From the Fields - Thaddeus
In the last week, the fog has been paying many visits to the farm. The ability to see is based on the assumption that the physics of our environment allows our sense of sight to function. Fog changes our environment drastically enough to also change the fundamental sense of sight.
Early in the morning, I walk along the roads of the farm knowing where I am going not because I can see, but because I know where the roads take me. In the distance, there is nothing but the cloud I am walking through. Near me is the road, some dirt and a gray area of things that are not yet identifiable, but are certainly there. Out of the mist, a fig tree materializes - not out of thin air, but thick air. It is kind of eerie, and my imagination creates the image of a horsemen materializing out of the fog. For a moment, it seems that anything can be just out of sight.
The fig trees look very impressive in this context. Their leaves have been lost long ago and now their bare branches stand alone. The individual branches coming out of the base. Junctures of limbs add up to the mass of a huge tree that stands resolutely in the fog. The gray fig trees have a purple tint to them behind the white fog. The tips of the branches are dark. I take a moment to realize that on a clear day, the fig trees don’t look this way at all. My mind reminds me that the trees are exactly the same in the fog as they are in the sunshine.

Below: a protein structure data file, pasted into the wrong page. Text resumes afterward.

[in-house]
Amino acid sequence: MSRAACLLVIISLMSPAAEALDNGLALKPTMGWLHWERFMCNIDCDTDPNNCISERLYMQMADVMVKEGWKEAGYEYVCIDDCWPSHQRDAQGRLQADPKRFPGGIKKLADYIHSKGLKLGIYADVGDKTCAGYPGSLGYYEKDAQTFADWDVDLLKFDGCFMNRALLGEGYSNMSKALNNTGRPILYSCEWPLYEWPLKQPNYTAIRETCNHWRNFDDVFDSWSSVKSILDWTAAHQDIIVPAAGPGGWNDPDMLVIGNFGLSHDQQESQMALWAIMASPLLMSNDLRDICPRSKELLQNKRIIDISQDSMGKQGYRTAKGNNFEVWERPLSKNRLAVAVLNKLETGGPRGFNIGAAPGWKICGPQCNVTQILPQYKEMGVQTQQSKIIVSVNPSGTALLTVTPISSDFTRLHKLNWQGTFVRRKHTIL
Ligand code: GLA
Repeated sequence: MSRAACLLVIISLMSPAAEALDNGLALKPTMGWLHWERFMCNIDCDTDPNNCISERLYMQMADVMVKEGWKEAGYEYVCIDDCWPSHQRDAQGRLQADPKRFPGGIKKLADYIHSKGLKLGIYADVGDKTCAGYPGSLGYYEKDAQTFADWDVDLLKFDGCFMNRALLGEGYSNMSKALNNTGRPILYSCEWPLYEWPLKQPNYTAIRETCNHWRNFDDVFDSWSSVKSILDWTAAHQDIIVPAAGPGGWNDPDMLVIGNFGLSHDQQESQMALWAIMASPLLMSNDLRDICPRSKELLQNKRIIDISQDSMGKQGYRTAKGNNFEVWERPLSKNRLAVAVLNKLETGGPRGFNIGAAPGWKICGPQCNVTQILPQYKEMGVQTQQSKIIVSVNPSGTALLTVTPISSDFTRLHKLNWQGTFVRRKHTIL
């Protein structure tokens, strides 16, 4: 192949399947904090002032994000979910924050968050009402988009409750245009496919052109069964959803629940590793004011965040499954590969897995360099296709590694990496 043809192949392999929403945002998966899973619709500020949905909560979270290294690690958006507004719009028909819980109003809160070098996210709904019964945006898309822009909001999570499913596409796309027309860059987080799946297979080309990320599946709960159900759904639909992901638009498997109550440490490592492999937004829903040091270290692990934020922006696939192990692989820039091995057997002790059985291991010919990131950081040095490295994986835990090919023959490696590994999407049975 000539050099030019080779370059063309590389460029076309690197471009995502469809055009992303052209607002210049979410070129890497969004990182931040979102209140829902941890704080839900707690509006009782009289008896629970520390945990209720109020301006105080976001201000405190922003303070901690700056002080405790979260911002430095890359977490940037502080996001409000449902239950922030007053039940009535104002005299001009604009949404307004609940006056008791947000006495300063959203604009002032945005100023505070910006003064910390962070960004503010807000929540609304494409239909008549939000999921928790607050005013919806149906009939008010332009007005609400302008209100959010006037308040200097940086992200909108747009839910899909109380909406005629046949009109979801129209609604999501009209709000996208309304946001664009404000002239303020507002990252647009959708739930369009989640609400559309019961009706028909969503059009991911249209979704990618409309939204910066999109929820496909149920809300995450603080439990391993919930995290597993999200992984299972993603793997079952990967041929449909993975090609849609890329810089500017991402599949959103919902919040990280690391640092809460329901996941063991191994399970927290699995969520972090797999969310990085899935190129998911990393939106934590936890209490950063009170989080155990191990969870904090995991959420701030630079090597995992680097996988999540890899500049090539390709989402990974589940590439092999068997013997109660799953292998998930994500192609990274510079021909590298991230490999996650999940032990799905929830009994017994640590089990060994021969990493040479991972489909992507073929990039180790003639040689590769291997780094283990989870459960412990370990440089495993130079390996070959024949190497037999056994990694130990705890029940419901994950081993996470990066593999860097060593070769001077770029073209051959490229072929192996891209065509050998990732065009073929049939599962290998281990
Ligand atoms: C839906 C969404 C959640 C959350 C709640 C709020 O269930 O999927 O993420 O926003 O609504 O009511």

A hawk emerges and settles on a branch of a fig trees. The branch the hawk has settled on shakes slightly, acknowledging the hawk’s presence. I cannot see the details of the hawk, although the hawk is close enough to me that I realize it is not my eyesight that prohibits me from seeing the details of the bird, but it’s the murky air. This is one of the few moments that I can say my vision is as good as the hawk’s vision.
The hawk has seen nothing worth eating in this tiny section of the world. On clear days, the hawk can rely on its superior eyesight to spot food while hovering in the air above or perching itself at the top of a tall tree. Today, the hawk must hustle for its lunch, visiting smaller pieces of the world. As quickly as it materialized onto the fig tree, the bird dives off the tree, flaps it wings a few times before disappearing into the foggy morning.
The farm is different with the fog. I enjoy the change and breathe deeply. This is the winter season of the farm.
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